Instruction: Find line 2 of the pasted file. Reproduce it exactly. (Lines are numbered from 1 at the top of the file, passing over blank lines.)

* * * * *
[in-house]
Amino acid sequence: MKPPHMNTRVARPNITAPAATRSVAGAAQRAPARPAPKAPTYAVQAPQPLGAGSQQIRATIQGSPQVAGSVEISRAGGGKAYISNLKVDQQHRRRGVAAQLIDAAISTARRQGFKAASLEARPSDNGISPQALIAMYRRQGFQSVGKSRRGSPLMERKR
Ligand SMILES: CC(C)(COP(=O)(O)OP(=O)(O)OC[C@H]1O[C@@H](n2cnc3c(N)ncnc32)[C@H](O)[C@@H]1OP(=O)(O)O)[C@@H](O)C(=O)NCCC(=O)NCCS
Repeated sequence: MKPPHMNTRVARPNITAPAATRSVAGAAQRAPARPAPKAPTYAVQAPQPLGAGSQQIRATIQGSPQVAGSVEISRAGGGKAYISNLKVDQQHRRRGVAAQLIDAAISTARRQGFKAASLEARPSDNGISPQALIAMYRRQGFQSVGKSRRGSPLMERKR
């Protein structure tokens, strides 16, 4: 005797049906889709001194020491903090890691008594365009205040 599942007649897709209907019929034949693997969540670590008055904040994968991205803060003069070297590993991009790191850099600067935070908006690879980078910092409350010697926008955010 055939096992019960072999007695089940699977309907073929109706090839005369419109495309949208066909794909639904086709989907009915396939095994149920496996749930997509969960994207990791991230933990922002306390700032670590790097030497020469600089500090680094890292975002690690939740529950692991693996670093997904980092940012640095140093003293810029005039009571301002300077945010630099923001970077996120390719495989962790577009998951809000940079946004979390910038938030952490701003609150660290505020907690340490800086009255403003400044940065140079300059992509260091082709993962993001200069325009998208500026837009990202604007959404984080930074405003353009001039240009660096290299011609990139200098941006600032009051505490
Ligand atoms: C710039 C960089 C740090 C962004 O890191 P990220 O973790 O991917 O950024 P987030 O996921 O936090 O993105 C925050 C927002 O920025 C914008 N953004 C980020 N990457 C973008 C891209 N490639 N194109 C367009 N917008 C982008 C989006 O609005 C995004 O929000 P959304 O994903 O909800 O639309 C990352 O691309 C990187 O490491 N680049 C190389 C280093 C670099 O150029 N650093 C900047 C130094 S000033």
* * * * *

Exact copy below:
Amino acid sequence: MKPPHMNTRVARPNITAPAATRSVAGAAQRAPARPAPKAPTYAVQAPQPLGAGSQQIRATIQGSPQVAGSVEISRAGGGKAYISNLKVDQQHRRRGVAAQLIDAAISTARRQGFKAASLEARPSDNGISPQALIAMYRRQGFQSVGKSRRGSPLMERKR